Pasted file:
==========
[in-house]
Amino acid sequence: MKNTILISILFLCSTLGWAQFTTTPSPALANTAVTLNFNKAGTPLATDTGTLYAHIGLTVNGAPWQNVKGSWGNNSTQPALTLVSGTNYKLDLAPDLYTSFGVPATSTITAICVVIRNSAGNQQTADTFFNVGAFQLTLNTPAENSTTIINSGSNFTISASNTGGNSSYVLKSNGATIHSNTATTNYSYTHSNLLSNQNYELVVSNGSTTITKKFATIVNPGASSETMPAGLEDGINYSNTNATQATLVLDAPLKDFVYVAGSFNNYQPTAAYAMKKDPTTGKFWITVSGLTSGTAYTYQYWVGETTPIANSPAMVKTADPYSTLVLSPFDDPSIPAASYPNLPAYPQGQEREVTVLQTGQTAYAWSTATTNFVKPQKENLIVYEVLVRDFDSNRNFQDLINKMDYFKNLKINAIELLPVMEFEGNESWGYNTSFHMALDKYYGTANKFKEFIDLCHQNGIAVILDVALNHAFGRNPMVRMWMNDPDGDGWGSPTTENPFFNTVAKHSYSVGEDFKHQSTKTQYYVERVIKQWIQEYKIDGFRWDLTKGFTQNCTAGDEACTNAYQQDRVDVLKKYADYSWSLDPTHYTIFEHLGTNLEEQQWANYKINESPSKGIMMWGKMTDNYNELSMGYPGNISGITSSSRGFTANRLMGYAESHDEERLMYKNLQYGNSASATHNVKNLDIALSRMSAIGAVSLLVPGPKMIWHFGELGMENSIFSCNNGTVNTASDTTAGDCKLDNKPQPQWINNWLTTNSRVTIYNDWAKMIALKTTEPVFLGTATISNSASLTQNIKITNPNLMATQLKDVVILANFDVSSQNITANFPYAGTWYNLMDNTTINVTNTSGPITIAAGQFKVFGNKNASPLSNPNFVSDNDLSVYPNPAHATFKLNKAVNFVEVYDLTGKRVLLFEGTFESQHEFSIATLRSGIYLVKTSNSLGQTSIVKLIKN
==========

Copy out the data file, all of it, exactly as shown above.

[in-house]
Amino acid sequence: MKNTILISILFLCSTLGWAQFTTTPSPALANTAVTLNFNKAGTPLATDTGTLYAHIGLTVNGAPWQNVKGSWGNNSTQPALTLVSGTNYKLDLAPDLYTSFGVPATSTITAICVVIRNSAGNQQTADTFFNVGAFQLTLNTPAENSTTIINSGSNFTISASNTGGNSSYVLKSNGATIHSNTATTNYSYTHSNLLSNQNYELVVSNGSTTITKKFATIVNPGASSETMPAGLEDGINYSNTNATQATLVLDAPLKDFVYVAGSFNNYQPTAAYAMKKDPTTGKFWITVSGLTSGTAYTYQYWVGETTPIANSPAMVKTADPYSTLVLSPFDDPSIPAASYPNLPAYPQGQEREVTVLQTGQTAYAWSTATTNFVKPQKENLIVYEVLVRDFDSNRNFQDLINKMDYFKNLKINAIELLPVMEFEGNESWGYNTSFHMALDKYYGTANKFKEFIDLCHQNGIAVILDVALNHAFGRNPMVRMWMNDPDGDGWGSPTTENPFFNTVAKHSYSVGEDFKHQSTKTQYYVERVIKQWIQEYKIDGFRWDLTKGFTQNCTAGDEACTNAYQQDRVDVLKKYADYSWSLDPTHYTIFEHLGTNLEEQQWANYKINESPSKGIMMWGKMTDNYNELSMGYPGNISGITSSSRGFTANRLMGYAESHDEERLMYKNLQYGNSASATHNVKNLDIALSRMSAIGAVSLLVPGPKMIWHFGELGMENSIFSCNNGTVNTASDTTAGDCKLDNKPQPQWINNWLTTNSRVTIYNDWAKMIALKTTEPVFLGTATISNSASLTQNIKITNPNLMATQLKDVVILANFDVSSQNITANFPYAGTWYNLMDNTTINVTNTSGPITIAAGQFKVFGNKNASPLSNPNFVSDNDLSVYPNPAHATFKLNKAVNFVEVYDLTGKRVLLFEGTFESQHEFSIATLRSGIYLVKTSNSLGQTSIVKLIKN